Moments that stand out
As the week came to an end, some conversations stood out more than others.
I had a delightful chat with two elderly English ladies about their childhood and how nothing was ever wasted. Socks were darned. Chairs were mended. Everything was used and reused. We talked about how we could all return to that now.
Most of all, I loved the curious couple in their early twenties who approached and asked what we were doing. After we’d finished chatting and they were about to go, the young man blurted out, ‘We just visited Hollis Street hosptial. I’m going to be a dad!’ It was hugs all around.
And, finally, there was the man who told me in a conspiratorial tone, that ‘the Americans are running out of sand.’ I waited to hear what this had to do with climate change but it didn’t have anything to do with it. He just wanted to tell me about the Americans running out of sand. Ask me about it some time, I’ll tell you all about it.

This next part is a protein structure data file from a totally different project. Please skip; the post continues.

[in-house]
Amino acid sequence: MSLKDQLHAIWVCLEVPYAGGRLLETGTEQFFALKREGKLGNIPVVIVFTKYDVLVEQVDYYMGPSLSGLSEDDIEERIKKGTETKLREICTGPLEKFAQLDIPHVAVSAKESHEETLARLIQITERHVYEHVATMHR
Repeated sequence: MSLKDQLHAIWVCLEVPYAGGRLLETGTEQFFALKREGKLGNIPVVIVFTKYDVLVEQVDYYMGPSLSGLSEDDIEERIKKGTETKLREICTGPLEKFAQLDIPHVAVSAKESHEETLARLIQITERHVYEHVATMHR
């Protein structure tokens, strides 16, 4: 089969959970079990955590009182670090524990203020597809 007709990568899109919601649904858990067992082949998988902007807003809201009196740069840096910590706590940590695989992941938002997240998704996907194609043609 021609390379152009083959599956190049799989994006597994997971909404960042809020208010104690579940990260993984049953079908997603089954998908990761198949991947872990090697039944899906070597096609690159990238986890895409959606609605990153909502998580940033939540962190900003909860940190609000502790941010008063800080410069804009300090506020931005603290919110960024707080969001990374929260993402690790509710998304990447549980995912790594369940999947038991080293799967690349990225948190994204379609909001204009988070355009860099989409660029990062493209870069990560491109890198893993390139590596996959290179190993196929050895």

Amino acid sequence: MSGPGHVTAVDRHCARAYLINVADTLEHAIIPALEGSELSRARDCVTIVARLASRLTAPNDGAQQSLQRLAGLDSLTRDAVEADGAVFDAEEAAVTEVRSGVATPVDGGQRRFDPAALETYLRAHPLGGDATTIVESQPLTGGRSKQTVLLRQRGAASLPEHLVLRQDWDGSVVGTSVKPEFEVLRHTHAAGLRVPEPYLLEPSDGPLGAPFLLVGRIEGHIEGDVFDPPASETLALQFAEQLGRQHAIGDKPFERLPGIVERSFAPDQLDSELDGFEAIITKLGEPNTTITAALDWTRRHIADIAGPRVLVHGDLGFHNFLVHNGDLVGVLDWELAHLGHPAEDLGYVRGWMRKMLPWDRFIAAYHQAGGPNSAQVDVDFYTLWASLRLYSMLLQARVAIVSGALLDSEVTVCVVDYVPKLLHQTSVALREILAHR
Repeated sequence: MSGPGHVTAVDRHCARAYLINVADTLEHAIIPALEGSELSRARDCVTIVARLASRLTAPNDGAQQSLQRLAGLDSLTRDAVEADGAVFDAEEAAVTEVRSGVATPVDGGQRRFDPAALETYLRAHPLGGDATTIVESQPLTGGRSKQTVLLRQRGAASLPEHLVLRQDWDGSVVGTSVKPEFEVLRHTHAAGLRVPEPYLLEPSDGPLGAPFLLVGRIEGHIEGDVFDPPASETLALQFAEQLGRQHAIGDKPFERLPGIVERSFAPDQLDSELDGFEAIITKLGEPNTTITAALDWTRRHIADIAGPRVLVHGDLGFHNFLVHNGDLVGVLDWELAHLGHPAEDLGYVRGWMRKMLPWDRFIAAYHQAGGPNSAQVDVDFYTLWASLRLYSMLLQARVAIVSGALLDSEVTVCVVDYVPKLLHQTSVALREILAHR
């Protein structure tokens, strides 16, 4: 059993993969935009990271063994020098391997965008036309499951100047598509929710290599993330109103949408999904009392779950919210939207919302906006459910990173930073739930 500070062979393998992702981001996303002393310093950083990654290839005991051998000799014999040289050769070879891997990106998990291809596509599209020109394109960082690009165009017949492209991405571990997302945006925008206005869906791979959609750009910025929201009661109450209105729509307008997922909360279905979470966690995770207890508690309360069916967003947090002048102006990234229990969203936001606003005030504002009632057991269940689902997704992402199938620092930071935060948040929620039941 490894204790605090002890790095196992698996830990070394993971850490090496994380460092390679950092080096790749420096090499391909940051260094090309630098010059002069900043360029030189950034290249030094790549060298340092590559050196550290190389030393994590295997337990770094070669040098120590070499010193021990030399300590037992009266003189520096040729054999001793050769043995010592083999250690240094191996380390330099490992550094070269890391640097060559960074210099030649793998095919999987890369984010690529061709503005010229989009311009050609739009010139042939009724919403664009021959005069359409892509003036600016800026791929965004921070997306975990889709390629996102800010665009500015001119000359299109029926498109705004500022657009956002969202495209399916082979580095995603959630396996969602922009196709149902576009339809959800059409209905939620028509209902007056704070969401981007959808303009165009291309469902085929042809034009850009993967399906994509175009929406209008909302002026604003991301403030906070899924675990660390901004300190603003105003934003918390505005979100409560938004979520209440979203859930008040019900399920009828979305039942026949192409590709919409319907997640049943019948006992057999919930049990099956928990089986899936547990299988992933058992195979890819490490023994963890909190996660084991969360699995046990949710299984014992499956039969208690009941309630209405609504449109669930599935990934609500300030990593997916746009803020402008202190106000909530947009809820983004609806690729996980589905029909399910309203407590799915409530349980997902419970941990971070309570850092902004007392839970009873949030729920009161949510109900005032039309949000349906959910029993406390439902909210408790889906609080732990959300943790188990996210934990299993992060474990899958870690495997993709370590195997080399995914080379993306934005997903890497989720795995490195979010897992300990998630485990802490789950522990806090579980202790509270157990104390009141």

All good things…
On Sunday night at around 9pm or so, when our base had been stripped down and everything almost tidied away, I returned my hi-vis jacket. I felt honoured to have had a small role in the week and surprised myself by starting to cry as I drove away from the Merrion Square South. I was tired and emotional, but so proud of what we’d all achieved that week.
I was inspired too – fired up to do stay involved and play my part and keep fighting!
If you’d like to find out more about Extinction Rebellion and get involved, check them them on Twitter or Facebook or Instagram or their website extinctionrebellionireland.com – Come along! It’s great!